What does “Cruelty Free” mean?
According to Greg, The definition of veganism, given by the UK Vegan Society, is “a philosophy and way of living which seeks to exclude, as far as is possible and practicable, all forms of exploitation of, and cruelty to, animals for food, clothing or any other purpose.” Note that this includes “all forms of exploitation”, including animal testing.
In fact, all major vegan certification schemes include “no animal testing” as a criteria in certifying vegan products:
Want more information on the UK Vegan Society:
What does it mean when they say “Cruelty Free”?
Cruelty-free, meaning (1) they don’t test finished products on animals at any point during production, (2) their suppliers don’t test raw materials or ingredients on animals, (3) no third-party tests on animals on their behalf, and (4) they don’t test on animals where the law requires it, i.e. mainland China.
Who are the 3 major cruelty free organizations?
Some companies are certified by Leaping Bunny, PETA, or Choose Cruelty-Free — the 3 major cruelty-free organizations. Leaping Bunny is the only internationally recognized one, while PETA focuses on North America and Choose Cruelty-Free focuses on Australia. Not all organizations have the same standards.
Who is Leaping Bunny?
Leaping Bunny is the globally recognised guarantee that a brand has made a genuine commitment to ending animal testing for its products. Certified companies must meet their rigorous criteria, including independent audits of their entire supply-chain monitoring system, before they let them display the Leaping Bunny logo.
At PETA, they take things a step further to ensure that they are giving you the most accurate information by using the “cruelty-free” term for companies that have signed their statement of assurance. These businesses have verified that neither they nor their ingredient suppliers conduct, commission, or pay for any tests on animals for their ingredients, formulations, or finished products anywhere in the world and won’t do so in the future.
According to PETA, Some companies will say that they don’t conduct animal tests unless required by law—this means that they’re choosing to pay for tests on animals so that they can sell more products in China. Don’t buy it! The best way to ensure that you’re not supporting cruel and deadly tests is by purchasing only from companies listed as “cruelty-free” in their database.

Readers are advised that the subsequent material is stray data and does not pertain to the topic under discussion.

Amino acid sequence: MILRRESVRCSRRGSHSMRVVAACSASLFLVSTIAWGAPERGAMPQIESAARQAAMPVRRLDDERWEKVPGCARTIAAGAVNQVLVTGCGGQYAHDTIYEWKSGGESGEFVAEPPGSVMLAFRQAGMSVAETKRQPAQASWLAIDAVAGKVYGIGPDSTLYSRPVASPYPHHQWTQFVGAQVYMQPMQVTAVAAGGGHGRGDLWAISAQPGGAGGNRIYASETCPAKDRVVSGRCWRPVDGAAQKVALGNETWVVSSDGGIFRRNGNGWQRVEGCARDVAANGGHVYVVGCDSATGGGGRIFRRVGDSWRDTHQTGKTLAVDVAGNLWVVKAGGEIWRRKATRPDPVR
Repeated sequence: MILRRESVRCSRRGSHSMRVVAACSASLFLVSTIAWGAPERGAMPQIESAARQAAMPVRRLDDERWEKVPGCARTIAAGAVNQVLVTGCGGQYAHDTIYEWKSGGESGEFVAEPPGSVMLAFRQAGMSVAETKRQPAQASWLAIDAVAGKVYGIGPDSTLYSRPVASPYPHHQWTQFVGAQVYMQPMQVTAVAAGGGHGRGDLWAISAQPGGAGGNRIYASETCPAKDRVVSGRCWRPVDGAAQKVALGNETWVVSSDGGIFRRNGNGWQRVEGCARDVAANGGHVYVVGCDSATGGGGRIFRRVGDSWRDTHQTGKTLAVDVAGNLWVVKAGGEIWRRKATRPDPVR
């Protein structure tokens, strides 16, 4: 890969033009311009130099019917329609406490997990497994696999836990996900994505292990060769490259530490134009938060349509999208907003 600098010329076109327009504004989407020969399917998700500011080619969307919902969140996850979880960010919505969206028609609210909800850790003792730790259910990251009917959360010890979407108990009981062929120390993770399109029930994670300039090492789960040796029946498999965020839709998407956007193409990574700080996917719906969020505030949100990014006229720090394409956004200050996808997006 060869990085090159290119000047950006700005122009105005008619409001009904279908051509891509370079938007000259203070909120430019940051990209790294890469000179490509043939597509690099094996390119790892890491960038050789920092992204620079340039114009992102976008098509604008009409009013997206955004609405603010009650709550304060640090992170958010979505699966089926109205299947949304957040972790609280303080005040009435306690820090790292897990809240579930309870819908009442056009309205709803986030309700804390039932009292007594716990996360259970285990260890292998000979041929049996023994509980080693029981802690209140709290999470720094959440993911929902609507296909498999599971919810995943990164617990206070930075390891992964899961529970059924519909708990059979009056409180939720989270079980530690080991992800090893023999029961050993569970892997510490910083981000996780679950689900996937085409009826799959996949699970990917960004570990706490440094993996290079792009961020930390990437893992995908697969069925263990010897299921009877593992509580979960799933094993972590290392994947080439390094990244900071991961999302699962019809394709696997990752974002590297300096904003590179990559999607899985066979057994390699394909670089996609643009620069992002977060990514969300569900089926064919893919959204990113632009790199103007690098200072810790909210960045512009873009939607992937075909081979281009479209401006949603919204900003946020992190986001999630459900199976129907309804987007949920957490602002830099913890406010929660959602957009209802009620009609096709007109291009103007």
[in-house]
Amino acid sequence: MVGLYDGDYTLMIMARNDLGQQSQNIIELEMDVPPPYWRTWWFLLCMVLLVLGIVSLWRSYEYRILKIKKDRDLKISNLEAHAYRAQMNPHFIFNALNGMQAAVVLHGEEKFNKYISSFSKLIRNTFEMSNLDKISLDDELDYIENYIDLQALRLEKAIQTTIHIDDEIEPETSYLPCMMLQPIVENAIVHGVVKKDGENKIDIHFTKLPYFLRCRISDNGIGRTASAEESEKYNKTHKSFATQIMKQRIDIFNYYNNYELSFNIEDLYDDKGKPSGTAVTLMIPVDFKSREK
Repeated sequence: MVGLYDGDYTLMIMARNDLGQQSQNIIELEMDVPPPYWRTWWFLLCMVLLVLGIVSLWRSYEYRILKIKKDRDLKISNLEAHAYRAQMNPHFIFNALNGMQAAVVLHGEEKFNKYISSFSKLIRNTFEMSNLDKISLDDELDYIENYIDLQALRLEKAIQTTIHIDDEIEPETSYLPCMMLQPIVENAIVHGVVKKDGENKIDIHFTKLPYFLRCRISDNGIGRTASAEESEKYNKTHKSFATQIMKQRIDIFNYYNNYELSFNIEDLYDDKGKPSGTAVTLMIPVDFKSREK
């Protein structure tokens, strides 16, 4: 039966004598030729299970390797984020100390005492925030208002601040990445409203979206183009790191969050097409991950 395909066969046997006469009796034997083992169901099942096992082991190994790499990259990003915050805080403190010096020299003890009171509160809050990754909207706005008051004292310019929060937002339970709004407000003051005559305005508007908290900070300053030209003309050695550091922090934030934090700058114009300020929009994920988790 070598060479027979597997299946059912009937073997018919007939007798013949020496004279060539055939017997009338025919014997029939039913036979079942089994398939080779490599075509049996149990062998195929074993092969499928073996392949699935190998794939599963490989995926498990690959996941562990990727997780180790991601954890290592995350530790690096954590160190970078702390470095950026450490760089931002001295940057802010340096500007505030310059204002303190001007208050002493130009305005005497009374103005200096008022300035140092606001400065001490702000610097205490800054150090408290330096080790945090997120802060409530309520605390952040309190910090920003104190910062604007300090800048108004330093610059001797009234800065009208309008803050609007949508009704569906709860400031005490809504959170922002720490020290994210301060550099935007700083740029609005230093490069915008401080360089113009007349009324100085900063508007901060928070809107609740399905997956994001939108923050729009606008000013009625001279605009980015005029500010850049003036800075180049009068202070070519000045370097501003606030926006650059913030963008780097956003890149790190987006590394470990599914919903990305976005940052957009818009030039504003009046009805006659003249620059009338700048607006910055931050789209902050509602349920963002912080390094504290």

If you are unsure or have made the same mistake as I have in thinking you are using a product that is cruelty free and it is not, check out this database listing all cruelty free companies: http://features.peta2.com/shopcrueltyfree/
Who is Choose Cruelty Free or (CCF)?
Choose Cruelty Free (CCF) is an independent, non-profit organization based in Australia, which since 1993 has produced the Choose Cruelty Free List (CCF List) for Australian consumers. They actively campaign for an end to animal testing of cosmetics, toiletries and other household products.
CCF surveys and accredits cruelty-free companies selling cosmetics, toiletries and household cleaning products to Australian consumers, online and/or retail. Accredited companies join the CCF List online, in the free CCF App and in the printed booklet which is produced twice per year. All CCF work is performed largely by volunteers who believe in a cruelty-free lifestyle.
Vegan does not necessarily mean Cruelty Free.
Sometimes ‘vegan’ does not mean Cruelty Free.
Some product makers can mislead consumers by incorrectly using the word ‘vegan’ to describe products that have been tested on animals. To be clear, vegan means avoiding all forms of exploitation of animals, including animal testing. This definition is given by the UK Vegan Society, the organization that originally coined the word.
However there is a misunderstanding by some brands that for a product to be labelled ‘vegan’ it only has to be free of all animal by-products. They ignore the part of the definition that excludes animal testing. To avoid this issue, check that the product has been certified by a reputable vegan organization.
To be sure the brands you buy are vegan and cruelty-free check the Vegan Choose Cruelty Free List
Looking for more cruelty free companies, Covergirl Cosmetics Goes Cruelty Free
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I love that more and more companies are becoming “cruelty free”. I always try and look for those products even if it means spending a little more because it’s totally worth it!!
I feel the same! It’s amazing how much change I’ve made over the last couple of years. I never thought about buying these items before until I started doing all of this research. It’s really opened my eyes!